Buses leave daily from Dnipro and Zaporizhia, though the exact routes and schedules are constantly changing. To use another Rodion understatement, the situation is “chaotic”. Families only have moments to gather their belongings, locate the bus, and escape. There isn’t time to cut through bureaucratic red tape before they leave.

“We need the registration [sic] for the refugees… The information is used by the shelter if they stop in temporary accommodation, which usually happens before they go further to Europe. The second [use] is on the border, and the third is somewhere in Europe at the final destination.”

In order to keep the process as simple and easy as possible, all the paperwork is handled once refugees are safely aboard the bus. Each bus is staffed with two paramedics, who treat the injured and soothe people suffering panic attacks. As if that wasn’t enough, they also help each passenger fill out the necessary forms.

Paramedics and passengers inside a bus. There are two paramedics assigned to each bus. Alongside providing care and support for the men, women, and children aboard, they're also responsible for filling out the registration forms (image provided).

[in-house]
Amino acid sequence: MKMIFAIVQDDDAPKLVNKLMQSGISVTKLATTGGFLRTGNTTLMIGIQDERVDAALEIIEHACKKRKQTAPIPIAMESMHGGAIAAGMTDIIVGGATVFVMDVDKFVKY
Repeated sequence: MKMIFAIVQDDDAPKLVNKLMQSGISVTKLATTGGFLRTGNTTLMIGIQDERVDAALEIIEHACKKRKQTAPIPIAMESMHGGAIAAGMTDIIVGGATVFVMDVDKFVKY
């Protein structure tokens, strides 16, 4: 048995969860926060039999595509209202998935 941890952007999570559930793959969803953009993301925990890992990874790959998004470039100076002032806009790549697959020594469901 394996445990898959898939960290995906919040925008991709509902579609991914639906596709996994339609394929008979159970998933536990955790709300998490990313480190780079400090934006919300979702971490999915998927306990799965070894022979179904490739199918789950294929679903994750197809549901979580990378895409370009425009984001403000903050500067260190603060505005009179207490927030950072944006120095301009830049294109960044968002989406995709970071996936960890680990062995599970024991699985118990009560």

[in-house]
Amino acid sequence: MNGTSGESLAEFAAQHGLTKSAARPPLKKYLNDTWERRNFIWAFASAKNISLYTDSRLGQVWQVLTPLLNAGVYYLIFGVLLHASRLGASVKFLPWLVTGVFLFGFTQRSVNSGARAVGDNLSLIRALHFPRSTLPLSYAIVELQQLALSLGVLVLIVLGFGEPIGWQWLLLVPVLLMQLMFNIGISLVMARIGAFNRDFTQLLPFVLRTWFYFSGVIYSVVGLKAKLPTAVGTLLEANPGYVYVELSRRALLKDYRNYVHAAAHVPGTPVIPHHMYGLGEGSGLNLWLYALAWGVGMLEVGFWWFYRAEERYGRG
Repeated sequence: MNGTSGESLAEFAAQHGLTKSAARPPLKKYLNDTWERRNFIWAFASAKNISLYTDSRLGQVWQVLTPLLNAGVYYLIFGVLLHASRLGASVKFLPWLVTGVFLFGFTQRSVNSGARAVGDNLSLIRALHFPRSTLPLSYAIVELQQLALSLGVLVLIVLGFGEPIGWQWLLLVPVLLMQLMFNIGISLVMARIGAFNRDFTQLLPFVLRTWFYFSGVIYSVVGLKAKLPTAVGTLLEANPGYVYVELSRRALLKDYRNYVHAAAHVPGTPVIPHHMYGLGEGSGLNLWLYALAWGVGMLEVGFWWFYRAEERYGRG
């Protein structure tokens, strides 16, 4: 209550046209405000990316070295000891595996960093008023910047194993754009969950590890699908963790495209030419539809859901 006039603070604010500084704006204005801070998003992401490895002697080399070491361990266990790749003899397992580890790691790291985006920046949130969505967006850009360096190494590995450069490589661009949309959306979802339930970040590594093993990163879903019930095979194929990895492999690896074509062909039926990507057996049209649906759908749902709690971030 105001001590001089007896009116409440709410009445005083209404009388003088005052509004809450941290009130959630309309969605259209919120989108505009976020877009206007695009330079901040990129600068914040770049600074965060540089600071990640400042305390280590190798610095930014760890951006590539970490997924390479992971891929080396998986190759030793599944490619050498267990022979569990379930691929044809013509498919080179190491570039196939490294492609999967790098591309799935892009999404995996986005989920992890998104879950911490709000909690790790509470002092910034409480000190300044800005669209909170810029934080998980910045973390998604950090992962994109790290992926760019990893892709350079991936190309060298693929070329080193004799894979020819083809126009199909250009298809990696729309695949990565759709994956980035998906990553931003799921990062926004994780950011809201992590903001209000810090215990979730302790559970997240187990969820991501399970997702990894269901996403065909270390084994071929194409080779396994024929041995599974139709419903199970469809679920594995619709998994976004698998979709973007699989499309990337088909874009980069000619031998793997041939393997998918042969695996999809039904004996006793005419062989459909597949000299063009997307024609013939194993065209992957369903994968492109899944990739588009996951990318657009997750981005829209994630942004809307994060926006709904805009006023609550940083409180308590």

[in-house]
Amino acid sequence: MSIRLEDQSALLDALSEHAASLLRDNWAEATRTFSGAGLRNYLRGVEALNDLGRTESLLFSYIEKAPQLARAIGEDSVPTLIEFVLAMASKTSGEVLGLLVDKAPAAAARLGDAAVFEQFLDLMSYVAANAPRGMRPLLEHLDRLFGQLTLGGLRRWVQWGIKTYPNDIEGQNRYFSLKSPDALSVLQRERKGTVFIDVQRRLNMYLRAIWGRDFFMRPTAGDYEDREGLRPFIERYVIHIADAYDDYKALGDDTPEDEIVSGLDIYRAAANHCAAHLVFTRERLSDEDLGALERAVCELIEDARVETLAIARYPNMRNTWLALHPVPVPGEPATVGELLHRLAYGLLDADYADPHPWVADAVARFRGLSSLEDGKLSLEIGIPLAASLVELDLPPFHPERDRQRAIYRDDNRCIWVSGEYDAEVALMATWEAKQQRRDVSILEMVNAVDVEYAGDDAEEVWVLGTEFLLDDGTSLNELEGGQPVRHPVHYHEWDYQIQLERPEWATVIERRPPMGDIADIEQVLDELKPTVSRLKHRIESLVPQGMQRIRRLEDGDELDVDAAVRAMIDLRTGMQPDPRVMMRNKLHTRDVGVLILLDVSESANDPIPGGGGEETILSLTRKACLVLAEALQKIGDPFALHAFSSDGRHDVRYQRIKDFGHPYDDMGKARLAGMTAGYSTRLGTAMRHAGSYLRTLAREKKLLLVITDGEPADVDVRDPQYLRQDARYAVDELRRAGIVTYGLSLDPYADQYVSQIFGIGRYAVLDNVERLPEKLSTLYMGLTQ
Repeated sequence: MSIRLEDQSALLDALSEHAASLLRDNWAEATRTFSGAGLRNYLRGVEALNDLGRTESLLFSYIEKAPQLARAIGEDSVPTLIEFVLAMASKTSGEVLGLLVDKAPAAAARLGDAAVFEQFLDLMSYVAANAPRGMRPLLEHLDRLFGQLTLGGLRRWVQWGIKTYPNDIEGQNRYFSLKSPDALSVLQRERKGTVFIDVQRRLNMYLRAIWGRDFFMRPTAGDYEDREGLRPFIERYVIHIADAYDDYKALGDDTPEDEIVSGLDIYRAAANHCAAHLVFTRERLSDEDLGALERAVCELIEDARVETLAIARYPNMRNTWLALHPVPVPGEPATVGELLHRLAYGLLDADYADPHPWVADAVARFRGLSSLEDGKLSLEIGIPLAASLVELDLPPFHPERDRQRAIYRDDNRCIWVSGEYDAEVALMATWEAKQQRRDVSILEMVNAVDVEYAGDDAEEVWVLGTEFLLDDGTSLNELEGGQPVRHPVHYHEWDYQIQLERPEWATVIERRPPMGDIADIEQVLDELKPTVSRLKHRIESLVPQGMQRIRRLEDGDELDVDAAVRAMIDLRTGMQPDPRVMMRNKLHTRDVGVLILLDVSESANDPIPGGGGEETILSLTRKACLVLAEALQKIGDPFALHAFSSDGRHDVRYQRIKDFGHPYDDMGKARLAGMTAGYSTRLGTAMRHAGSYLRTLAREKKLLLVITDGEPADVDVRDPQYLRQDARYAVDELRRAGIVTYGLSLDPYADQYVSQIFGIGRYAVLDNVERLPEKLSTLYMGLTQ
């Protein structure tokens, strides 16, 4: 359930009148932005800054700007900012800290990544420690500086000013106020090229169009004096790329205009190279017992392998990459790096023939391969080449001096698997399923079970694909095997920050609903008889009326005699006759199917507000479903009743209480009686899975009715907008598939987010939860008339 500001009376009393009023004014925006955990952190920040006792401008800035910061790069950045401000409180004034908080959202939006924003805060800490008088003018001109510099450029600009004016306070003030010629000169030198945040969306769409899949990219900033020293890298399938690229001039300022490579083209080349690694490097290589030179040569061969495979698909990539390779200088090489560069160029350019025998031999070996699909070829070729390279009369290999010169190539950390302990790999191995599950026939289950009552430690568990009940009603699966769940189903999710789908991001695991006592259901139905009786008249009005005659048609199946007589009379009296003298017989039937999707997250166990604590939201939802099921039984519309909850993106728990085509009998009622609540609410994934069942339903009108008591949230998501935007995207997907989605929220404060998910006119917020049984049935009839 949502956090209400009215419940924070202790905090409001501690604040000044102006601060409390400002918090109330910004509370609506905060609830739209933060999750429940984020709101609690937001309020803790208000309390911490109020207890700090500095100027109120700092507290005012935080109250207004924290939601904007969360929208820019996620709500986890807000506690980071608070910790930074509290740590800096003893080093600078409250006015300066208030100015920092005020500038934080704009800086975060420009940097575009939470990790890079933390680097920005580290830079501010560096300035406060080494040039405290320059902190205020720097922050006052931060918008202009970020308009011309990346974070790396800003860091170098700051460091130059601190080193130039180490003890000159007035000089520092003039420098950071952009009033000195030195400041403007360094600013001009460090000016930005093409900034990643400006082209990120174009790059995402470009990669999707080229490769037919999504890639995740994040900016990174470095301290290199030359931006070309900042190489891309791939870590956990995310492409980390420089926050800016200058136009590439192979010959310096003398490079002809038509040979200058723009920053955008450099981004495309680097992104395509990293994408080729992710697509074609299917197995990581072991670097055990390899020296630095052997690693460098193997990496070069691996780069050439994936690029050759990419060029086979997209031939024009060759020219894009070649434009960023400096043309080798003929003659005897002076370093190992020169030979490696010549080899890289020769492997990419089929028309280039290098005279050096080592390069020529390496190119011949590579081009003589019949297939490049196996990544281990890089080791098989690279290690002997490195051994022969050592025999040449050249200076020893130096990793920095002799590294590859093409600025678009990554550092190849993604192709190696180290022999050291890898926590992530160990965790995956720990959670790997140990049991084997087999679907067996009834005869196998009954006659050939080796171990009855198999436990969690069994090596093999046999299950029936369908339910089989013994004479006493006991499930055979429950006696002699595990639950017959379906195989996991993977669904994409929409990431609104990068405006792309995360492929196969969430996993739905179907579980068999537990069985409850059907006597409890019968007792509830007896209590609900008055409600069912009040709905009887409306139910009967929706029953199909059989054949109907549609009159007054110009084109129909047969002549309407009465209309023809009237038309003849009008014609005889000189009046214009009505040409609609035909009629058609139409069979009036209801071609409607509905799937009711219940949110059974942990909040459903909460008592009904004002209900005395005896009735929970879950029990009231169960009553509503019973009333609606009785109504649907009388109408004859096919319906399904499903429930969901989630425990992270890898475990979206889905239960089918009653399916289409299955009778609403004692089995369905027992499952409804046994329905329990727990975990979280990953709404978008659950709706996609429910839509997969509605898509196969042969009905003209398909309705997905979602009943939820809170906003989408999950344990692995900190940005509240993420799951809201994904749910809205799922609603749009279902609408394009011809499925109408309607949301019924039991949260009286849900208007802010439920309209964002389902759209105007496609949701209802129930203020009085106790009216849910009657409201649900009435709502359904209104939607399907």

“We’re dealing with people who have survived a significant crisis, and don’t have enough patience for filling out a form. It’s easier to ask our paramedics to make this registration."

UVG uses Paperform for these registrations, which is how we first learned about this story. We’re immensely proud to have our services used for such a worthy cause.

The registration data is sent to a database that is then shared with relevant agencies—from local shelters to immigration in neighboring countries. Alongside personal details, the form collects information about how many people are traveling on each bus, when they will arrive in Lviv, and where they’ll go afterwards.

This information not only assists in the immigration process, it also lets UVG know how many refugees they can expect each night, so they can prepare enough beds, shelters and food for everyone in Lviv.